Thursday, February 14, 2008

More Lager, Please

We started a discussion of lagers on Tuesday, but of course, there is much more to say.

As I mentioned, lagers have been brewed in central Europe for the last 500 years. In fact, in the days before refrigeration, Europe was divided into ale and lager regions: the mild climates of England and Belgium lending themselves to ales, and the mountainous inland regions of Bavaria and Bohemia lending themselves to lagers.

Like ales, there is not just one variety of lager, though you will often times find beers labeled as if there were. There are bocks, maibocks, doppelbocks, Munich helles, dunkel, oktoberfest, pilsner and more.

Leading up to the Beer of the Week, we'll focus on the pale lager family for now. Pale lagers encompass the vast majority of commercially successful beers around the world, from Miller High Life to Red Stripe to Heineken; however as any beer drinker can tell you, there are considerable differentiations even within this family.

The birth of pale lager begins in one of the points of the "golden triangle of brewing," Munich, Germany (the other two points being Plzen, a.k.a. Pilsen, and Vienna). In the mid 1800s, Spaten Brewery of Munich was run by Gabriel Sedlmayr. Mr. Sedlmayr embarked on a tour of Europe to see what the brewing world had to offer, in the hopes of improving his own brewery's techniques. He brought back some of the pale malt stylings of the pale ale brewers in England and applied them to his brewery. It wasn't an overnight success, but Joseph Groll, another German brewer, took some of these techniques over to Plzen, Bohemia (now the Czech Republic) and created what would be an overnight success, a revolution in brewing that will probably never be topped.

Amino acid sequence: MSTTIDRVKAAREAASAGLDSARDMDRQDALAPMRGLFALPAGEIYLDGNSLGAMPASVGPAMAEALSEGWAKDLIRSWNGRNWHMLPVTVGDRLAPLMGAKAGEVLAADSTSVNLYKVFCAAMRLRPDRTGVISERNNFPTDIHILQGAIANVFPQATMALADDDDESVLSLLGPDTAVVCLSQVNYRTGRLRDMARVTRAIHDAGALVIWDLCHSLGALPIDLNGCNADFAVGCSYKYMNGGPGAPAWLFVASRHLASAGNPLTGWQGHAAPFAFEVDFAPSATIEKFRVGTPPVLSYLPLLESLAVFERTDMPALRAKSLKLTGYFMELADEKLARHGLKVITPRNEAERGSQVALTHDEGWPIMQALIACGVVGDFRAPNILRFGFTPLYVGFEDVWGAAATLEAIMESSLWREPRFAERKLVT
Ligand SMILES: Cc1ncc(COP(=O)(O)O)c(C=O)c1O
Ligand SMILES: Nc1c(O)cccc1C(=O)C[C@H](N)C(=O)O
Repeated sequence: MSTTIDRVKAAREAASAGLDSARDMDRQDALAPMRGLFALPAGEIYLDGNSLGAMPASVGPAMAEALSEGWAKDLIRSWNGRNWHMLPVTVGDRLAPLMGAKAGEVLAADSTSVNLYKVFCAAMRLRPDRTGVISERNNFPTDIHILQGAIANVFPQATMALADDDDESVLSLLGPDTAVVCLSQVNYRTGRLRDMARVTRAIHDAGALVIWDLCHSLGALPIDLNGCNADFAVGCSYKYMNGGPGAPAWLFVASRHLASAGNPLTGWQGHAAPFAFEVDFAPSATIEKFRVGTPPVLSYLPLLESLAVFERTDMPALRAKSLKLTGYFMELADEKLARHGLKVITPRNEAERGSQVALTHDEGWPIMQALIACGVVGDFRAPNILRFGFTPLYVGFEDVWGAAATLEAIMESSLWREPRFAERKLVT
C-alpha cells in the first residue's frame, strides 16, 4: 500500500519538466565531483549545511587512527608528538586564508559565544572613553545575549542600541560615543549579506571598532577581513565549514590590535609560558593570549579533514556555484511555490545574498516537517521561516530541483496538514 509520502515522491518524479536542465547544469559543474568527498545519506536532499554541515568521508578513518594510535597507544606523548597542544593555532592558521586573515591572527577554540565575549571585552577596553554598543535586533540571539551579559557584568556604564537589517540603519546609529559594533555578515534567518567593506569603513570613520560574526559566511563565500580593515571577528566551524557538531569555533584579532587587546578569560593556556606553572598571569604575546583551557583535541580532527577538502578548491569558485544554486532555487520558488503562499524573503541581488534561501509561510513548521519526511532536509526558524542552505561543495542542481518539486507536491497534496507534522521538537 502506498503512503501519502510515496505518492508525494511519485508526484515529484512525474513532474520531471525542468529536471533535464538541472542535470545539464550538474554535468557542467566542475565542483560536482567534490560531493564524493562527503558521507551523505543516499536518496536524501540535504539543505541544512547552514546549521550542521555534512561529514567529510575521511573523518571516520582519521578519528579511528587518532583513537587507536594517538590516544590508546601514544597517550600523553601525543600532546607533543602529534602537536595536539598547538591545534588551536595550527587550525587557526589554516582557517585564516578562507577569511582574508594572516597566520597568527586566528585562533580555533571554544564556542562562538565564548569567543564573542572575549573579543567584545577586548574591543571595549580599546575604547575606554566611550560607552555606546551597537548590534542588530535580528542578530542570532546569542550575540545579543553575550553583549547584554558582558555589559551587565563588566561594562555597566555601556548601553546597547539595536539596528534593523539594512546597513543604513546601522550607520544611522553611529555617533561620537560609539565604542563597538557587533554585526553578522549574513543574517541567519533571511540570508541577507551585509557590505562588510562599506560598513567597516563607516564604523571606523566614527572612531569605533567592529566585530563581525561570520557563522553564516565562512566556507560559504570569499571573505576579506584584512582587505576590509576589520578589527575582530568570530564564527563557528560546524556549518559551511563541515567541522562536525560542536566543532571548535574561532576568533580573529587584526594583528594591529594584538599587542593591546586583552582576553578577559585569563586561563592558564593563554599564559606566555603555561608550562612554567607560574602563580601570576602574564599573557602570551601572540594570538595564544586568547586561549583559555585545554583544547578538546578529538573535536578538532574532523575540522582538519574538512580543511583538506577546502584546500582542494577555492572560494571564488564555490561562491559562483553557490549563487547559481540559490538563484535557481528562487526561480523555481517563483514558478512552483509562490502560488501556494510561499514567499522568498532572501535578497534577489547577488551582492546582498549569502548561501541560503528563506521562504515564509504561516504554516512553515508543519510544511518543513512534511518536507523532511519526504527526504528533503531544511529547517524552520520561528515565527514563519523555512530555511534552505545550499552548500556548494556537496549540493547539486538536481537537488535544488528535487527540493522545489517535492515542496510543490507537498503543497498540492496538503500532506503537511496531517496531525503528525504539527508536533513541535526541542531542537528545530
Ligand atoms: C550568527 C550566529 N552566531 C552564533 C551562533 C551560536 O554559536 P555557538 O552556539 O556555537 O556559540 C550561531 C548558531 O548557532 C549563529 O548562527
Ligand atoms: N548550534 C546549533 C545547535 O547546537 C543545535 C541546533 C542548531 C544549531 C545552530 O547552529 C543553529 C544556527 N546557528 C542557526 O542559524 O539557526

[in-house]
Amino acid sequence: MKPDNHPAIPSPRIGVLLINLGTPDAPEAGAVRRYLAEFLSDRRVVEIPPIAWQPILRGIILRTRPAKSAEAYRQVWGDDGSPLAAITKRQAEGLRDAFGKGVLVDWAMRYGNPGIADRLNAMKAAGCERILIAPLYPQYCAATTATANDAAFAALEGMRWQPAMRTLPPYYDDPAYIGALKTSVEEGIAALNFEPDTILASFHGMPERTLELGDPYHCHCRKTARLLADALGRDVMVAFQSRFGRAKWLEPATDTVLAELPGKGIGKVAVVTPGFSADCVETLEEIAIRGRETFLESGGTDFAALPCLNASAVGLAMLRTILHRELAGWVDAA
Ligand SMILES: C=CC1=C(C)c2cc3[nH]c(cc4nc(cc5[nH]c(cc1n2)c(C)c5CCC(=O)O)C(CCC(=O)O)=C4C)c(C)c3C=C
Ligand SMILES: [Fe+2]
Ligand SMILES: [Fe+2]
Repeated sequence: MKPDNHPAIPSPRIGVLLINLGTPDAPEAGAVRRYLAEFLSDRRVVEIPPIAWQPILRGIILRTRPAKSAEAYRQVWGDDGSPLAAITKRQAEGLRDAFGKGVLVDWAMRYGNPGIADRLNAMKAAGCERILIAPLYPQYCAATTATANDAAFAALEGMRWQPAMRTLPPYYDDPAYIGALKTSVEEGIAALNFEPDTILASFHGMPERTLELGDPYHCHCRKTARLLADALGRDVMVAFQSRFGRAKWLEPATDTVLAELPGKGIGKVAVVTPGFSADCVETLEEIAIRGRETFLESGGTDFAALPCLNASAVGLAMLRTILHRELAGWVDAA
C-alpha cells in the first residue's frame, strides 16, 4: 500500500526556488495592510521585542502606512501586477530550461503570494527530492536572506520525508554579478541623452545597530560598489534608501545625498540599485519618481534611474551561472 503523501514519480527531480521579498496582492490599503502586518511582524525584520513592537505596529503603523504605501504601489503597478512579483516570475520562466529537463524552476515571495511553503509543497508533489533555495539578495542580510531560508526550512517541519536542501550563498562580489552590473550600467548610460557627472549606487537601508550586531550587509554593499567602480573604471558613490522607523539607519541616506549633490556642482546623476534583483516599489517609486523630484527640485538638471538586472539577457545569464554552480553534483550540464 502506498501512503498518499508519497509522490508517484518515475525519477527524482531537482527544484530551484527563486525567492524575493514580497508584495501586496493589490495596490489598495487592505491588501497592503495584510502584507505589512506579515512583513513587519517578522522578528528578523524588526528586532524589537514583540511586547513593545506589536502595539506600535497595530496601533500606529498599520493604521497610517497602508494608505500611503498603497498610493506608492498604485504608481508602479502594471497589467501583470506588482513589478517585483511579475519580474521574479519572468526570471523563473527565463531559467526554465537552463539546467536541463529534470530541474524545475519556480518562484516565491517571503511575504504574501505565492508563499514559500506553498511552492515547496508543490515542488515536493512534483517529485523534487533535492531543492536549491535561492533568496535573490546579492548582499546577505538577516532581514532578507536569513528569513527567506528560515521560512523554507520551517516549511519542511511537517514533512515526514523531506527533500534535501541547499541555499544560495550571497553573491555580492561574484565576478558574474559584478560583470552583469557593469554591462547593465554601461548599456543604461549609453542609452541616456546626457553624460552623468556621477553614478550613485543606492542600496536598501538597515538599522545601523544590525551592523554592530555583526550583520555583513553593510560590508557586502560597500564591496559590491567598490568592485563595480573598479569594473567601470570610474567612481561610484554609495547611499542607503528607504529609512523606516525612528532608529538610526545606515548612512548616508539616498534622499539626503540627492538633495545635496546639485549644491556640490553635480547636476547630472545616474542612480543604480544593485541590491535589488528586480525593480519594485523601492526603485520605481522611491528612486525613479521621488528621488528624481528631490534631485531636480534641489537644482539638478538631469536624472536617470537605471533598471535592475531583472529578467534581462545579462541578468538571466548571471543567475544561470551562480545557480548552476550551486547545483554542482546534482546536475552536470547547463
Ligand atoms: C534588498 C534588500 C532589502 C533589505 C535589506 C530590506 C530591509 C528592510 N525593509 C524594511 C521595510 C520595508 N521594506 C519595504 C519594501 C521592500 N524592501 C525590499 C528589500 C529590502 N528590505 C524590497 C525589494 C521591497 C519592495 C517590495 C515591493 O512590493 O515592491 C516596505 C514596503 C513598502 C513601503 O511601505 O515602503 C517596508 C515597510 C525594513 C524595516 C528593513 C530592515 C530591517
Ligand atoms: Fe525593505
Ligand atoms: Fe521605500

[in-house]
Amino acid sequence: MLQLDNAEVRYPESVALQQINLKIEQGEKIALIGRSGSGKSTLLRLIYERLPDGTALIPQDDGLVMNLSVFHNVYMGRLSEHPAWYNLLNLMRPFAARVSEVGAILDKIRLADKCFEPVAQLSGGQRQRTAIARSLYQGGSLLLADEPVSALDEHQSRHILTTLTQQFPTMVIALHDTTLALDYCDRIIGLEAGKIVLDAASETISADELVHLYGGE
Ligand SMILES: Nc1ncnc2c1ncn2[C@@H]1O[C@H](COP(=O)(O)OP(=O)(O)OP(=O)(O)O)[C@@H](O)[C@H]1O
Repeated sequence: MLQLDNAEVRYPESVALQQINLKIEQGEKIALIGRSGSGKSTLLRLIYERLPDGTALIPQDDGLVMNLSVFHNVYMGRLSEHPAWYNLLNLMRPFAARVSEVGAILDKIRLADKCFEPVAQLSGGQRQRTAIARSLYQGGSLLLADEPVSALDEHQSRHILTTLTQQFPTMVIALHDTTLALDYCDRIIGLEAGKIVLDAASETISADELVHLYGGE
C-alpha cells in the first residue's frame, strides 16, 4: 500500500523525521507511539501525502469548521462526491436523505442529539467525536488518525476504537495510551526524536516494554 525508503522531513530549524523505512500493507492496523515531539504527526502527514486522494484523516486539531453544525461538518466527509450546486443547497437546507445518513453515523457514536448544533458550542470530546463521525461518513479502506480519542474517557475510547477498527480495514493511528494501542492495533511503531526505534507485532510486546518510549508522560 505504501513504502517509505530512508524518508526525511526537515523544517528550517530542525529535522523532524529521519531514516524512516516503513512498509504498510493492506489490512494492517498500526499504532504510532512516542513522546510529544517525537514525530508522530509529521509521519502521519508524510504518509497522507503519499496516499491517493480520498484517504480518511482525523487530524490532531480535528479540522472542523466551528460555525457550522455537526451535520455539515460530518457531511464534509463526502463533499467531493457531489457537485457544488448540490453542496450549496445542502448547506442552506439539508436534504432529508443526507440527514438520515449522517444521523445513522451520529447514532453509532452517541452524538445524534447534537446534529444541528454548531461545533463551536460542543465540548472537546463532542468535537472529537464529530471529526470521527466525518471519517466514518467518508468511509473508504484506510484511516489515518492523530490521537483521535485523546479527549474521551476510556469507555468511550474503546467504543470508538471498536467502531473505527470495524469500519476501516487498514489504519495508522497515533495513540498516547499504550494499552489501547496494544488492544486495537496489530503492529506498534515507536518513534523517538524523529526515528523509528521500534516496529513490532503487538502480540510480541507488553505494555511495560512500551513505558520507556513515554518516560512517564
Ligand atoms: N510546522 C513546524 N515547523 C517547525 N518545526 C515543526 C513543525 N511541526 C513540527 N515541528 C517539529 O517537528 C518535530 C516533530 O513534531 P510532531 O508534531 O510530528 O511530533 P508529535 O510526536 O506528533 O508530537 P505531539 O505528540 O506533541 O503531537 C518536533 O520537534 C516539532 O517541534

As the story goes, the brewers of the city of Plzen dumped a whole batch of ale into the river, that they agreed had been contaminated by wild yeast, bacteria, or both. They decided to take advantage of some of the new techniques being used in nearby Munich to make more stable beers.

Groll was hired to bring the German lagering method to the thirsty citizens of Bohemia, and arrived to find an ample supply of hops, lagering caves, and the proper yeast needed to make a good lager. Groll didn't settle for the same old style they were making over in Deutschland, he upped the ante.

Groll eliminated the roasted barley, and kicked the hops up a notch. The resulting brew was golden, crisp, and refreshing. The uniquely clear and golden beer was so popular that the brew and the technique spread, eventually acquiring the name of the city, Plzen, or Pilsner. Pilsner Urquell, still brewed to this day in Plzen, is the result of Groll's ingenuity.

We can talk more about Pilsners later, but needless to say, it was a huge success. Nearby brewers in Dortmund took notice and modified the style to create the Dortmunder Export style we know today, and it took a little while, but brewers back in Munich, including Spaten, took notice of Pilsner's success and made their own adaptation, known as a helles, German for "pale."

More to come on the Munich Helles variety tomorrow.

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